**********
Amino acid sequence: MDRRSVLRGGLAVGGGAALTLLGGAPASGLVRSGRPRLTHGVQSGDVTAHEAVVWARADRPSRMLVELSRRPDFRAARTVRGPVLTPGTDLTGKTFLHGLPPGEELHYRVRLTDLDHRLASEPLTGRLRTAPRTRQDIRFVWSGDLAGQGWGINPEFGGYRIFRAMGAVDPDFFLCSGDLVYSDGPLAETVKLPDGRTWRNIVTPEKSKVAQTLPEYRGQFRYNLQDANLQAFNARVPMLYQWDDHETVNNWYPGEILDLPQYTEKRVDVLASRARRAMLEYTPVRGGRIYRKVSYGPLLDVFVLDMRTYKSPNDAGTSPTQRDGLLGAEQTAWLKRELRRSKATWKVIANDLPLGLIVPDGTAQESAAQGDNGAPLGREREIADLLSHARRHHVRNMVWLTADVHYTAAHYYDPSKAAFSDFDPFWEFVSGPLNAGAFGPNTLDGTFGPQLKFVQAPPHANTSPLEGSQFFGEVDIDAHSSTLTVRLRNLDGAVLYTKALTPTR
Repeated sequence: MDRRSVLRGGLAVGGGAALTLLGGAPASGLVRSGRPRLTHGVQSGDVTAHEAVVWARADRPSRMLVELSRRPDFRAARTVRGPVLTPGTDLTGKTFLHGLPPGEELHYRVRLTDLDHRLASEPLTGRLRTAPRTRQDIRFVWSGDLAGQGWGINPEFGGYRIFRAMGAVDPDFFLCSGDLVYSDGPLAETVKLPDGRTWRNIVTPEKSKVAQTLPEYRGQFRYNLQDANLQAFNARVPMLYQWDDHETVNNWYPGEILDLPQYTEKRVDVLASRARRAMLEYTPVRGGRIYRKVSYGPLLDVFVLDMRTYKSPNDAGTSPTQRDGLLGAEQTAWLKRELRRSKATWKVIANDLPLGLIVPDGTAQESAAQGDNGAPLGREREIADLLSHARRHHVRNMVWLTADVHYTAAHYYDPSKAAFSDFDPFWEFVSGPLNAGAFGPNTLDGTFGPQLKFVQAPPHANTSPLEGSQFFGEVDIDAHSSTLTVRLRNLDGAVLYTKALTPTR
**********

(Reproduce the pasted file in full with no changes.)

Amino acid sequence: MDRRSVLRGGLAVGGGAALTLLGGAPASGLVRSGRPRLTHGVQSGDVTAHEAVVWARADRPSRMLVELSRRPDFRAARTVRGPVLTPGTDLTGKTFLHGLPPGEELHYRVRLTDLDHRLASEPLTGRLRTAPRTRQDIRFVWSGDLAGQGWGINPEFGGYRIFRAMGAVDPDFFLCSGDLVYSDGPLAETVKLPDGRTWRNIVTPEKSKVAQTLPEYRGQFRYNLQDANLQAFNARVPMLYQWDDHETVNNWYPGEILDLPQYTEKRVDVLASRARRAMLEYTPVRGGRIYRKVSYGPLLDVFVLDMRTYKSPNDAGTSPTQRDGLLGAEQTAWLKRELRRSKATWKVIANDLPLGLIVPDGTAQESAAQGDNGAPLGREREIADLLSHARRHHVRNMVWLTADVHYTAAHYYDPSKAAFSDFDPFWEFVSGPLNAGAFGPNTLDGTFGPQLKFVQAPPHANTSPLEGSQFFGEVDIDAHSSTLTVRLRNLDGAVLYTKALTPTR
Repeated sequence: MDRRSVLRGGLAVGGGAALTLLGGAPASGLVRSGRPRLTHGVQSGDVTAHEAVVWARADRPSRMLVELSRRPDFRAARTVRGPVLTPGTDLTGKTFLHGLPPGEELHYRVRLTDLDHRLASEPLTGRLRTAPRTRQDIRFVWSGDLAGQGWGINPEFGGYRIFRAMGAVDPDFFLCSGDLVYSDGPLAETVKLPDGRTWRNIVTPEKSKVAQTLPEYRGQFRYNLQDANLQAFNARVPMLYQWDDHETVNNWYPGEILDLPQYTEKRVDVLASRARRAMLEYTPVRGGRIYRKVSYGPLLDVFVLDMRTYKSPNDAGTSPTQRDGLLGAEQTAWLKRELRRSKATWKVIANDLPLGLIVPDGTAQESAAQGDNGAPLGREREIADLLSHARRHHVRNMVWLTADVHYTAAHYYDPSKAAFSDFDPFWEFVSGPLNAGAFGPNTLDGTFGPQLKFVQAPPHANTSPLEGSQFFGEVDIDAHSSTLTVRLRNLDGAVLYTKALTPTR